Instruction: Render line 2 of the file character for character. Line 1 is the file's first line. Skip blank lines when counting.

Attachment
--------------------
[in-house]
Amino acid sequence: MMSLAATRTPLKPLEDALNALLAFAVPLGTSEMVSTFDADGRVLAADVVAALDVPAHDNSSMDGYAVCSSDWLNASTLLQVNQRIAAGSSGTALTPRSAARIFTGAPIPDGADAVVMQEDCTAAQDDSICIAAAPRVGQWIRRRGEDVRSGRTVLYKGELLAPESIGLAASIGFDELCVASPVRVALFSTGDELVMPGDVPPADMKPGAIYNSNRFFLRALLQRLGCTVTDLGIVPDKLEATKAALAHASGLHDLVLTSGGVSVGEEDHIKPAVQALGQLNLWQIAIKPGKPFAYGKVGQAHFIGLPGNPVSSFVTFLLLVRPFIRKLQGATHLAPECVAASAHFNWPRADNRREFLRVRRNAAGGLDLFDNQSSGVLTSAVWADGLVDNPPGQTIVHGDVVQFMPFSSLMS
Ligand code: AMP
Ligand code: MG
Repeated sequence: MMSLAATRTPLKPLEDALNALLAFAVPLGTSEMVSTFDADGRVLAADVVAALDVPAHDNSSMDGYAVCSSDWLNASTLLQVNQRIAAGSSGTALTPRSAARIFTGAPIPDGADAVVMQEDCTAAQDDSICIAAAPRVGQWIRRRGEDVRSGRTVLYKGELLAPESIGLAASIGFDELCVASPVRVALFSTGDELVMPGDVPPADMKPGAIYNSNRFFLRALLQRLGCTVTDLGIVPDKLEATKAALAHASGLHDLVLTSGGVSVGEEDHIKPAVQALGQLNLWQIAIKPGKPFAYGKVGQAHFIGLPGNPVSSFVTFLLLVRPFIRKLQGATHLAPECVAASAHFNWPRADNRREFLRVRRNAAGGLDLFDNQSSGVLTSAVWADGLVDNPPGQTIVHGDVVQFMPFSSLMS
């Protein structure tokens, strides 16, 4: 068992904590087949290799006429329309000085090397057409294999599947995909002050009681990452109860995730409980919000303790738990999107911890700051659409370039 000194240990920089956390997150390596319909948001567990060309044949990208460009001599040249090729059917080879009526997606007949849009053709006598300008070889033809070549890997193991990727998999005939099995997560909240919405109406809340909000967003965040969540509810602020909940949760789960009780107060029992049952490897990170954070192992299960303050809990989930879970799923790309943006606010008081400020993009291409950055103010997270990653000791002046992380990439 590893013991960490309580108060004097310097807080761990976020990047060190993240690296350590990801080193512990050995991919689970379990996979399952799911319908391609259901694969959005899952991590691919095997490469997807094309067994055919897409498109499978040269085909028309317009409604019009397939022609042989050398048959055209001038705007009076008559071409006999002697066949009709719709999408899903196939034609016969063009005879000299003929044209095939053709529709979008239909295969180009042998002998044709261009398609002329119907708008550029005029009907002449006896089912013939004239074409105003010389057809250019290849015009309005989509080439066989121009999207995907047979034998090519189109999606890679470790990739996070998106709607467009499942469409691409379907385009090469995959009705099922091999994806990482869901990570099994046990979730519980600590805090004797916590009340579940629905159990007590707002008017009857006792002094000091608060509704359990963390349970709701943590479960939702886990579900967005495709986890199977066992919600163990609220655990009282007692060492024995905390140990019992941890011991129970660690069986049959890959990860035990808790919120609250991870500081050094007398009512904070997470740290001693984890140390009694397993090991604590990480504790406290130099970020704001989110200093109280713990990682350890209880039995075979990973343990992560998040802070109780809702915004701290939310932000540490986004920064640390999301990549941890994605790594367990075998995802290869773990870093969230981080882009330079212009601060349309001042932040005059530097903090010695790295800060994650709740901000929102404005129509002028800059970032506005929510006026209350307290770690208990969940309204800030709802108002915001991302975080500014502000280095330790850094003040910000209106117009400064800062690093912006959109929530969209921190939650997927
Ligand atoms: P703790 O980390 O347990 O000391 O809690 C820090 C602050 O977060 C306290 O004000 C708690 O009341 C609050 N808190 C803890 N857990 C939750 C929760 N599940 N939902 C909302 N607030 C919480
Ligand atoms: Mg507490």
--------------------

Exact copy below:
Amino acid sequence: MMSLAATRTPLKPLEDALNALLAFAVPLGTSEMVSTFDADGRVLAADVVAALDVPAHDNSSMDGYAVCSSDWLNASTLLQVNQRIAAGSSGTALTPRSAARIFTGAPIPDGADAVVMQEDCTAAQDDSICIAAAPRVGQWIRRRGEDVRSGRTVLYKGELLAPESIGLAASIGFDELCVASPVRVALFSTGDELVMPGDVPPADMKPGAIYNSNRFFLRALLQRLGCTVTDLGIVPDKLEATKAALAHASGLHDLVLTSGGVSVGEEDHIKPAVQALGQLNLWQIAIKPGKPFAYGKVGQAHFIGLPGNPVSSFVTFLLLVRPFIRKLQGATHLAPECVAASAHFNWPRADNRREFLRVRRNAAGGLDLFDNQSSGVLTSAVWADGLVDNPPGQTIVHGDVVQFMPFSSLMS